The roots of the Commodores trace back to their student days at Tuskegee University in Alabama in the late 1960s. They made a slow and steady climb through the ranks, beginning with the modest success of their 1974 Motown debut Machine Gun.
The following year, they topped the R&B singles chart for the first time with “Slippery When Wet.” Then, on June 15, 1976, they released the album that would become their first No.1 soul LP. From it, they also landed a second R&B singles chart-topper. Thus they lived up to the record’s title: Hot On The Tracks.
‘A Latin Kool & the Gang’
The Commodores co-produced the set with their regular collaborator and fellow Alabamian James Anthony Carmichael. Indeed, Hot On The Tracks served further notice that the group were truly a team of all the talents. All six members wrote for it, with the entire sextet earning the opening credit for “Let’s Get Started.” Billboard pointed out that the jaunty funk workout sounded “a lot like Kool & the Gang with a Latin feel.” It became a Top 3 hit on the magazine’s dance chart.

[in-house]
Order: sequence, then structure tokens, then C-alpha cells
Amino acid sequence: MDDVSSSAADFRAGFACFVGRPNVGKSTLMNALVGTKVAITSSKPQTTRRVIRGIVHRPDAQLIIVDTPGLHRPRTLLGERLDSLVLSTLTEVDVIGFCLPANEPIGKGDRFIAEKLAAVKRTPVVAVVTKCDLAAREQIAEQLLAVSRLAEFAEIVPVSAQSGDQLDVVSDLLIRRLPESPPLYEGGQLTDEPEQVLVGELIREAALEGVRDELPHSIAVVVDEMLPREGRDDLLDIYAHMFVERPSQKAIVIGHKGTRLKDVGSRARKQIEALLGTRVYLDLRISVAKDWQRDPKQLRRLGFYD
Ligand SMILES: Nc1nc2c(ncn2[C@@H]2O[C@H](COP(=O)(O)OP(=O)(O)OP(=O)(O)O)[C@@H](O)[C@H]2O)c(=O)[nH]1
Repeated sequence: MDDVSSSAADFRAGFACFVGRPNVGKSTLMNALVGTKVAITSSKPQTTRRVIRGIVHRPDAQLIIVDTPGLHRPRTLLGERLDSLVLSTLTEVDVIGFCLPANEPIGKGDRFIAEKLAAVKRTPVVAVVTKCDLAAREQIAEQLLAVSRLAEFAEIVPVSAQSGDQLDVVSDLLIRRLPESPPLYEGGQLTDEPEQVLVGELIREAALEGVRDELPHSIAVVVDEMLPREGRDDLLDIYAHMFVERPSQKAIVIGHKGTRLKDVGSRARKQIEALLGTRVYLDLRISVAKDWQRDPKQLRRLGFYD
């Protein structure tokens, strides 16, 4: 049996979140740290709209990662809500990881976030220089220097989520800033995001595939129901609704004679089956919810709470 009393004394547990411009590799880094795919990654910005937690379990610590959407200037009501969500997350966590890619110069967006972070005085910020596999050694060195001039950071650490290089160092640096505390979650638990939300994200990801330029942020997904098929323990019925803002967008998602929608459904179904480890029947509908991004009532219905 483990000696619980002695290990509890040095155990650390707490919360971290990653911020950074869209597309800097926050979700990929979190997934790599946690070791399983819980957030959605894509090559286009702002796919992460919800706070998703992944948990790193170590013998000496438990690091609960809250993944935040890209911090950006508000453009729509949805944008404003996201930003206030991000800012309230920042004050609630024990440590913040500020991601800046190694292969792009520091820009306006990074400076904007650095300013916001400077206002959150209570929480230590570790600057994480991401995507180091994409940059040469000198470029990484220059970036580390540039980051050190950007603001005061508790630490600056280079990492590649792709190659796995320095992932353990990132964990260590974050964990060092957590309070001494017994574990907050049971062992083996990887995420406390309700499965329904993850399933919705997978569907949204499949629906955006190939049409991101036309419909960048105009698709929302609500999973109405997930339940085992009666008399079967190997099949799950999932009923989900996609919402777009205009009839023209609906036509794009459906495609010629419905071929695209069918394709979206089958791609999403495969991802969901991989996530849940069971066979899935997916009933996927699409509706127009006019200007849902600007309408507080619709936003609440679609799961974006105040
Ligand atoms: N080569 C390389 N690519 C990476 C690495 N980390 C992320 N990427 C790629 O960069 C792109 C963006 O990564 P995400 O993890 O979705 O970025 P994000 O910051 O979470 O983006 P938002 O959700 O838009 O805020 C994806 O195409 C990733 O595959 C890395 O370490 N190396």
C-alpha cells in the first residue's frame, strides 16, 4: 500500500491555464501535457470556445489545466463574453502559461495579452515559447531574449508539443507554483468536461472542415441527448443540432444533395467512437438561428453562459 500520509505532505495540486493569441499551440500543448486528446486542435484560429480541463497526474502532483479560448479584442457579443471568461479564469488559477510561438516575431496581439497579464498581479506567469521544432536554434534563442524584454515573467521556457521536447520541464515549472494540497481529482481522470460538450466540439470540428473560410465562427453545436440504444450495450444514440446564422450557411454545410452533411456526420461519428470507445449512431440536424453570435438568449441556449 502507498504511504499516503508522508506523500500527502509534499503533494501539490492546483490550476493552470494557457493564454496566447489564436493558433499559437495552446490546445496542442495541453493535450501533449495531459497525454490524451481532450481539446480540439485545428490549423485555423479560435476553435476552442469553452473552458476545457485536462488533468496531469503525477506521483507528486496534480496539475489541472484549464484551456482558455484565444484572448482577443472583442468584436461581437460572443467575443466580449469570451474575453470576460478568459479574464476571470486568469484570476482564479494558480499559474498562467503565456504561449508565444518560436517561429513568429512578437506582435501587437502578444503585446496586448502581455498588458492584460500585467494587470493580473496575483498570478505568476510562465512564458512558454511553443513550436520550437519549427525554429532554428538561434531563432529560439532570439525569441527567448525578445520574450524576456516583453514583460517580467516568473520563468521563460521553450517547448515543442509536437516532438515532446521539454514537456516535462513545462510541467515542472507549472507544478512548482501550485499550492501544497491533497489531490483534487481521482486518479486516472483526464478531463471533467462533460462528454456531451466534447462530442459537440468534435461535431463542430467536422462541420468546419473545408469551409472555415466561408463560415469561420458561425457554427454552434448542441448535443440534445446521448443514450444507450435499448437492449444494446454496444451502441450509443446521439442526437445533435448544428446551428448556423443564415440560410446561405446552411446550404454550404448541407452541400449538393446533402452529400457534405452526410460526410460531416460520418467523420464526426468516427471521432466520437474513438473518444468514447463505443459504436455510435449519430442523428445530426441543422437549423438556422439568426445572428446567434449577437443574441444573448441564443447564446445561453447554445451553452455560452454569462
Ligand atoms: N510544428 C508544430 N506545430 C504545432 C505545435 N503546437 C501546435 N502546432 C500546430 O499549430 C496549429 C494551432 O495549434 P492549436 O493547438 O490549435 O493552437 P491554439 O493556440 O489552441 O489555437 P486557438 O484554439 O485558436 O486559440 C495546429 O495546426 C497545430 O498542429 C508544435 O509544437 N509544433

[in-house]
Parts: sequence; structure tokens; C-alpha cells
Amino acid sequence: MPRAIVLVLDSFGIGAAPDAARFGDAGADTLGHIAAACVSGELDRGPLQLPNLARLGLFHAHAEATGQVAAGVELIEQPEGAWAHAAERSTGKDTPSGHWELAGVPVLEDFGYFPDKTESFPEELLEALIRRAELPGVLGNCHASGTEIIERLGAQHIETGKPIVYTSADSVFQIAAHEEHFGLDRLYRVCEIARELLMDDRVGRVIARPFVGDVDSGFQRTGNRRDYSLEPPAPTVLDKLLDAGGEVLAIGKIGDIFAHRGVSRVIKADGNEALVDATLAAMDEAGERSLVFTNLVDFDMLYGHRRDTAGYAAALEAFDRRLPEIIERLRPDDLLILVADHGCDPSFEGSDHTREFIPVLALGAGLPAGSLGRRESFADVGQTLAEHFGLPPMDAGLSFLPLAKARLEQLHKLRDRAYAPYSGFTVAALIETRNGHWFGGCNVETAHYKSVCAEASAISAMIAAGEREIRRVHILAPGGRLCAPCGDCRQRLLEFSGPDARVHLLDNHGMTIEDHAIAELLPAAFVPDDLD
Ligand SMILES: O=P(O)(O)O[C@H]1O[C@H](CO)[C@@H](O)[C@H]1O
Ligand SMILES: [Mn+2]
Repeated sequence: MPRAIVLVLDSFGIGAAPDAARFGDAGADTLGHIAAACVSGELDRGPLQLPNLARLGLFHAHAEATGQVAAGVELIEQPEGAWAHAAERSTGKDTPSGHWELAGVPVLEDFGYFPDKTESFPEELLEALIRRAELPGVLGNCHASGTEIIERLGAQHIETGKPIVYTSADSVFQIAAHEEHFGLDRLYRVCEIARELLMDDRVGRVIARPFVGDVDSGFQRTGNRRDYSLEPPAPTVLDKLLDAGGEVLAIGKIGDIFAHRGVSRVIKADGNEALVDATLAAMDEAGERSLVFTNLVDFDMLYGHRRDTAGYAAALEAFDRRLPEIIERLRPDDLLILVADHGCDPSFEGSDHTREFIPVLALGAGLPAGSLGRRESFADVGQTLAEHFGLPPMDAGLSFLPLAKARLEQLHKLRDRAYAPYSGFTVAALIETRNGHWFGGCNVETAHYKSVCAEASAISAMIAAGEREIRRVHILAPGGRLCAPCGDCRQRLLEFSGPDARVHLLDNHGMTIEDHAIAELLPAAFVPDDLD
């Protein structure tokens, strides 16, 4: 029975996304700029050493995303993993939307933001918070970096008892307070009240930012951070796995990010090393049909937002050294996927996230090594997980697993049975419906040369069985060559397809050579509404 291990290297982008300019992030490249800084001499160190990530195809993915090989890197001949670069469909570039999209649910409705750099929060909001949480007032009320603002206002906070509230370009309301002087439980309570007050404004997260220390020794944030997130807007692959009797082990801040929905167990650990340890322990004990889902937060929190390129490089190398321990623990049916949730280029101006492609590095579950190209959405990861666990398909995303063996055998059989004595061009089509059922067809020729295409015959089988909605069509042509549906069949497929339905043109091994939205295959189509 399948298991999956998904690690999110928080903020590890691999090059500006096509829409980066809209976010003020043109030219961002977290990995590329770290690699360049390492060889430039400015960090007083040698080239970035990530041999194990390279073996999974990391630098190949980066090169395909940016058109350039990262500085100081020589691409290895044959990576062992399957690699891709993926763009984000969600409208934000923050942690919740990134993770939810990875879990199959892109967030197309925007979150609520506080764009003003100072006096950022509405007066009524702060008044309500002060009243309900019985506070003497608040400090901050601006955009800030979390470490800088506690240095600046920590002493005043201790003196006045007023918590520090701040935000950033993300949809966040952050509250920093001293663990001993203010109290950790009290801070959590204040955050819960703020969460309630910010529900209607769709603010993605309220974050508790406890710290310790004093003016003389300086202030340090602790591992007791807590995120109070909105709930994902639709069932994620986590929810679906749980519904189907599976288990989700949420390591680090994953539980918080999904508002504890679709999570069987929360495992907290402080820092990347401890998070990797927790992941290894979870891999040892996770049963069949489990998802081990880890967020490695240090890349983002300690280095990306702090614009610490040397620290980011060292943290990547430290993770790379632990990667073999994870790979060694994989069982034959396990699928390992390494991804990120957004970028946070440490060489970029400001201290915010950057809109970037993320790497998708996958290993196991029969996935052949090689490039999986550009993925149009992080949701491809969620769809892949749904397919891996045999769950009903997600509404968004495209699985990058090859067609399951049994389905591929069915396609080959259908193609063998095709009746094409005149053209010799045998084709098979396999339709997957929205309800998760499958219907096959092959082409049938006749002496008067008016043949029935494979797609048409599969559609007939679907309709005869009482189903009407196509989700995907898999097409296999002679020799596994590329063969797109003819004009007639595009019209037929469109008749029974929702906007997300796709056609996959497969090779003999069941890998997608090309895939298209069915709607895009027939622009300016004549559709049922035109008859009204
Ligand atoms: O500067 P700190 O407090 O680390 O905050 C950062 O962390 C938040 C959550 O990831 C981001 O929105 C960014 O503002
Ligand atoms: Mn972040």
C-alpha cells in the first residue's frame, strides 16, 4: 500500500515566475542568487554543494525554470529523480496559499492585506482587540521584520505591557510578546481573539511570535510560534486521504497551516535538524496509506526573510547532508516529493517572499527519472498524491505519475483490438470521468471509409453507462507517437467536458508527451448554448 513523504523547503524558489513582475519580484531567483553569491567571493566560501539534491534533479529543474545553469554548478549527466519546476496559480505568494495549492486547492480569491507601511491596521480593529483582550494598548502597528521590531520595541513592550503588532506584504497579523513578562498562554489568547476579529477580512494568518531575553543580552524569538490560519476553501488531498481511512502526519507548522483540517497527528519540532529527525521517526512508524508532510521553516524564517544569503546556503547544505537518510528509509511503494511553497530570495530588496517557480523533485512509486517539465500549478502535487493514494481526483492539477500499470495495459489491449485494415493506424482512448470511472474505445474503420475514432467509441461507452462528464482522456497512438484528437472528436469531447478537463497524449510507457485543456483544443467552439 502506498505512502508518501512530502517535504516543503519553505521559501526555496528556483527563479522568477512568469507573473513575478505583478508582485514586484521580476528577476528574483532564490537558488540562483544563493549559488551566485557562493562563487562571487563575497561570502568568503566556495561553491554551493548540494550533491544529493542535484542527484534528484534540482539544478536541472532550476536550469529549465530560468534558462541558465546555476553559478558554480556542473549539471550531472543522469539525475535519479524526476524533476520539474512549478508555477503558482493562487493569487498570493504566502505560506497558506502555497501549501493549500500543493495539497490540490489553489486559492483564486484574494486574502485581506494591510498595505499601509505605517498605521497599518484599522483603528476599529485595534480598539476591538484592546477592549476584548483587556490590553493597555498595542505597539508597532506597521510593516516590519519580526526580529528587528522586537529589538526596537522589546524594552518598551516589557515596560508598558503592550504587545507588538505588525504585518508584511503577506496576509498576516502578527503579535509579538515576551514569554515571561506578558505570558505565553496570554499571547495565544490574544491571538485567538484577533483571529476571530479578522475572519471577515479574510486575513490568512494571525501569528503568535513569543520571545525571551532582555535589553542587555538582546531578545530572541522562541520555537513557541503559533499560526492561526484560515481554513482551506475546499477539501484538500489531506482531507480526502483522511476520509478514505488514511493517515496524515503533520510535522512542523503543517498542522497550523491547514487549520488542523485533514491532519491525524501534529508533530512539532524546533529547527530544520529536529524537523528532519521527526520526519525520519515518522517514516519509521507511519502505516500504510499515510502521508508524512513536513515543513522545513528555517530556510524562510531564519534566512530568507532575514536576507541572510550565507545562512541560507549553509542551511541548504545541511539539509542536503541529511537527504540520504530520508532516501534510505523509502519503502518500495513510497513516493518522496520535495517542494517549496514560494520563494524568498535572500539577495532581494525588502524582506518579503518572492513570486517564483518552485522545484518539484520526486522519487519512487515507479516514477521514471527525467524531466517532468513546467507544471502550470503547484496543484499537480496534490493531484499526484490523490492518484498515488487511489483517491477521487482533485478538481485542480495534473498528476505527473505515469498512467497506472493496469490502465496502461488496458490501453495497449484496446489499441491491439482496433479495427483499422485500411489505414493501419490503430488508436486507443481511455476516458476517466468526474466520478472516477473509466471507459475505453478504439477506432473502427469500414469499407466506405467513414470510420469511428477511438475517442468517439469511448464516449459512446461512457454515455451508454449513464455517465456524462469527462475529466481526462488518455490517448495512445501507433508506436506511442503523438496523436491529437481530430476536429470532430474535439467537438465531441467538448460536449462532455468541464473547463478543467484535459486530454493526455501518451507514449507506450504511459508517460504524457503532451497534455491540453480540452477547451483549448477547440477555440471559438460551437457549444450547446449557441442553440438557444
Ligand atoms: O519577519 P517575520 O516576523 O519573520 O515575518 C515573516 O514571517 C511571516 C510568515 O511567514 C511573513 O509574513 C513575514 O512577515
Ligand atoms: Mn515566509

The No.1 single from the set was an early example of Lionel Richie’s mastery of a soul ballad, “Just To Be Close To You.” That also crossed over to No.7 on the pop chart. Richie claimed four other co-writes, three with singer-guitarist Thomas McClary (“Girl, I Think The World About You,” “High On Sunshine,” and “Come Inside”). Another, the follow-up Top 10 R&B hit “Fancy Dancer,” he penned with bassist Ronald LaPread.
The second side of the album also offered trumpeter William King’s “Thumpin’ Music,” keyboard player Milan Williams’ “Captain Quickdraw,” and a closing number by drummer Walter Orange, “Can’t Let You Tease Me.”
Hot On The Tracks entered the R&B chart at No.32. It started its non-consecutive total of six weeks at No.1 at the end of August. On the pop side, after a No.97 start, the album went as high as No.12. Moreover, it was the group’s first Top 20 crossover LP. Much more was to come.